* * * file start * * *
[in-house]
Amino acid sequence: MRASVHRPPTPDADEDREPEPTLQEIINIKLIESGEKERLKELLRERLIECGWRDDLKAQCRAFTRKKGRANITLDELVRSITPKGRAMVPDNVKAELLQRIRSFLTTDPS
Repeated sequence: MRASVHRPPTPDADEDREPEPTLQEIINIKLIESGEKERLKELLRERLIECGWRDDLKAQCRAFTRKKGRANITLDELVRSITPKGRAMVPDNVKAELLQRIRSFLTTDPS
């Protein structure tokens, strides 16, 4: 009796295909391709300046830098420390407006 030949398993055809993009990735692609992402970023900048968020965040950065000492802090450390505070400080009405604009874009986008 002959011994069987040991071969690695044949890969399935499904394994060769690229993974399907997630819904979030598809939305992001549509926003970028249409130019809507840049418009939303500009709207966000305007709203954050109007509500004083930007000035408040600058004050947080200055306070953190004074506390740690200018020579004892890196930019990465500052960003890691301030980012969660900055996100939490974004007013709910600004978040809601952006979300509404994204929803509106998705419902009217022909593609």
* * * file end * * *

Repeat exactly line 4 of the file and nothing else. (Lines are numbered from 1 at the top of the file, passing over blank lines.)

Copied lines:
């Protein structure tokens, strides 16, 4: 009796295909391709300046830098420390407006 030949398993055809993009990735692609992402970023900048968020965040950065000492802090450390505070400080009405604009874009986008 002959011994069987040991071969690695044949890969399935499904394994060769690229993974399907997630819904979030598809939305992001549509926003970028249409130019809507840049418009939303500009709207966000305007709203954050109007509500004083930007000035408040600058004050947080200055306070953190004074506390740690200018020579004892890196930019990465500052960003890691301030980012969660900055996100939490974004007013709910600004978040809601952006979300509404994204929803509106998705419902009217022909593609």